I once had a small paper rejected by a journal because I had not cited the reviewer’s paper on the same topic. He later told me he had rejected it. He wasn’t the least sheepish about it. He told me it served me right.

    9. Alan K. Henderson Says:

      peer (plural peers)

      1. Somebody or something who/that is at an equal level.
      2. A noble with a hereditary title, i.e., a peerage, and in times past, with certain rights and privileges not enjoyed by commoners.

      http://en.wiktionary.org/wiki/peer

      Tell me, from which definition does the term “peer review” draw?

      And how did the English language manage to get the same word to mean both “equal” and “more equal than others?”

    10. Alan K. Henderson Says:

      Another thought: in another blog’s comments I invoked the Killian document controversy – it wasn’t peer review that revealed the forgery.

      (Citing this example is not without irony; Rathergate’s chief non-peer reviewer is one of the blogosphere’s top CRU defenders.)

    11. WWWebb Says:

      I believe you meant. to say minutiae instead of minutia.:-)

    12. Marty Says:

      Great post and VERY timely, as the AGW set try to convince everyone that ‘peer review’ = ‘cosmic truth’ rather than “peer review” = publishable

    13. Steph Says:

      “Tell me, from which definition does the term “peer review” draw?”

      “And how did the English language manage to get the same word to mean both “equal” and “more equal than others?””

      It means the first, but both have same root idea. A jury of ones peers means a jury of ones legal equals. The House of lords are made up of peers, legal equals not to commoners, but to each other. This is why until the 20th century, members of the house of lords could only be convicted by the house acting as their jury.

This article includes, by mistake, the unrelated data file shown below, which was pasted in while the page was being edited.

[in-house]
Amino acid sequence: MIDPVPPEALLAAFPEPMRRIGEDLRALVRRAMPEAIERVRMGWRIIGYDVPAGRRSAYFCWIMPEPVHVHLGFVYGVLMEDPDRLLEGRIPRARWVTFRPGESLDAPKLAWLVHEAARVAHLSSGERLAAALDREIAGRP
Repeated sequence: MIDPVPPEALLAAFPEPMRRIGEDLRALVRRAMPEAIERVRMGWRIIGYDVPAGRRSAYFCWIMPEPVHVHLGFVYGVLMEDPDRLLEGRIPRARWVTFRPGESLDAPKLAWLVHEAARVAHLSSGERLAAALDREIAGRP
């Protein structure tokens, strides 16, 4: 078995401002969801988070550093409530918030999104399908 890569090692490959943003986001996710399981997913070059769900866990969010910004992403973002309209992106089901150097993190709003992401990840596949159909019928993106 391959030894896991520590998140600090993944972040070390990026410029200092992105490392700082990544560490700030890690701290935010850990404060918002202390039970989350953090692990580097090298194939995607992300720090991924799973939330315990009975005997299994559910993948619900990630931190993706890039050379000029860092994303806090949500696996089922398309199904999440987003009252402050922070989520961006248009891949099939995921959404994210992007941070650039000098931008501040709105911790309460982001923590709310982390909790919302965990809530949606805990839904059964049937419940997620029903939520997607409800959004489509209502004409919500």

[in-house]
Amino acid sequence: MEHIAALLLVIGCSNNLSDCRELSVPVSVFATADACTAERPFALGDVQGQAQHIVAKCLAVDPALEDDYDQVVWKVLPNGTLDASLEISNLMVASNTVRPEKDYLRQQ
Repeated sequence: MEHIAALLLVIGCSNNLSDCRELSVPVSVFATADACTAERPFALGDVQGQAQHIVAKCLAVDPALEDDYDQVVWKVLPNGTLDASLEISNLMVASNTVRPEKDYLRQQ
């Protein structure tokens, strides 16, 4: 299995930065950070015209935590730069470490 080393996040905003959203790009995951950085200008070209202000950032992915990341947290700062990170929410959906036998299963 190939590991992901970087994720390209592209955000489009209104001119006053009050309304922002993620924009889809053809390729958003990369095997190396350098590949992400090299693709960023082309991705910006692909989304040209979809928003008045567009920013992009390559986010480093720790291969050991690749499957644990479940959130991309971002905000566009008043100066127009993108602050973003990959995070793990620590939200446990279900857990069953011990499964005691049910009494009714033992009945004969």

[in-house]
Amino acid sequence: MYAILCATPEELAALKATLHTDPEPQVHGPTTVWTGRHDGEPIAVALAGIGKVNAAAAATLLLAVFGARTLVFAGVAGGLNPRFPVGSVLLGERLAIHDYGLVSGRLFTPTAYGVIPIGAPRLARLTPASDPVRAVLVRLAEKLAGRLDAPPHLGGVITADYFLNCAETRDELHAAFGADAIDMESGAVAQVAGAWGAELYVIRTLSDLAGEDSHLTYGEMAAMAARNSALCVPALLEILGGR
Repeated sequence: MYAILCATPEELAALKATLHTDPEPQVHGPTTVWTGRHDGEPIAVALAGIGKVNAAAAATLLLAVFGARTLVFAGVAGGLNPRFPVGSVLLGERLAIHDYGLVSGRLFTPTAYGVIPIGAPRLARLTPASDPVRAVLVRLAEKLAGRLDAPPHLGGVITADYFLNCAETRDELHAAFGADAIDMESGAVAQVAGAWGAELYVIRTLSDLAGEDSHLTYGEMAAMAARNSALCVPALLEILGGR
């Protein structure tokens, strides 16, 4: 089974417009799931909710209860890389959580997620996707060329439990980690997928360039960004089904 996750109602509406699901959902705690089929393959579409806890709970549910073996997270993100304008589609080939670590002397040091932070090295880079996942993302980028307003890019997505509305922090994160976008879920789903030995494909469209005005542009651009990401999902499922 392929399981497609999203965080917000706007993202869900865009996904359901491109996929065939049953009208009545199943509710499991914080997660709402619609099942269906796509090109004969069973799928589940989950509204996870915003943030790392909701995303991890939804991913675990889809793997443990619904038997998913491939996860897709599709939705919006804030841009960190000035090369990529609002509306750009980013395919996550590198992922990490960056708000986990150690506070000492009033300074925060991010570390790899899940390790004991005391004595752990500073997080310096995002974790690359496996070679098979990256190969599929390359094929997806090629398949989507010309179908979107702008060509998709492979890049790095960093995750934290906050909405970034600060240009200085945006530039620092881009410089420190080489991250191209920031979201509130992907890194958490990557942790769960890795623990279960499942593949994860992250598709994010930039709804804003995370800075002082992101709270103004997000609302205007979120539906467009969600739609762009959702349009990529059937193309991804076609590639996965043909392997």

14. Jeb Says:

      Peer review may not be perfect, but as the author states, in most cases the reviewers will certainly check for good methodology, valid assumptions and valid logic. They will also in general be picky about error analysis. They will try to make sure that the conclusions do not contradict the assumptions. In other words, peer review is pretty efficient at getting rid of the pure junk. Yes, there will unfortunately also be a resistance by some to novel ideas – but that is true with or without peer review.

      You make the argument that holding up a single paper as truth based on peer review is foolish. That’s true, but that is a straw-man argument and that’s not what we’re talking about. When you look at a large body of work across disciplines that all support the same conclusion then you can make a very strong statistical argument in favor of that conclusion. You have to look at the big picture. And the big picture says that there is a mountain of evidence in support of AGW, and very little credible evidence against it. You can’t extrapolate your argument to the case we have here. That’s like basing your conclusion on just a few data points. I’m afraid your article would not be likely to pass the peer review process without modifications.

    15. Shannon Love Says:

      Jeb,

      You make the argument that holding up a single paper as truth based on peer review is foolish. That’s true, but that is a straw-man argument and that’s not what we’re talking about.

      Unfortunately, this is not a strawman. I wish it were.

      The main argument put forth by for the validity of much of the work on CAGW, especially by lay advocates, is that it has been peer reviewed. Conversely, they dismiss the work of skeptics by pointing out that they may not be peer reviewed by climatologist. Pick a climate debate thread or even a news story at random and see how often the phrase “peer reviewed” crops up. I think it very clear that in the public mind of warming alarmist, peer review as come to mean “independently confirmed” of worse. “has proven predictive power”.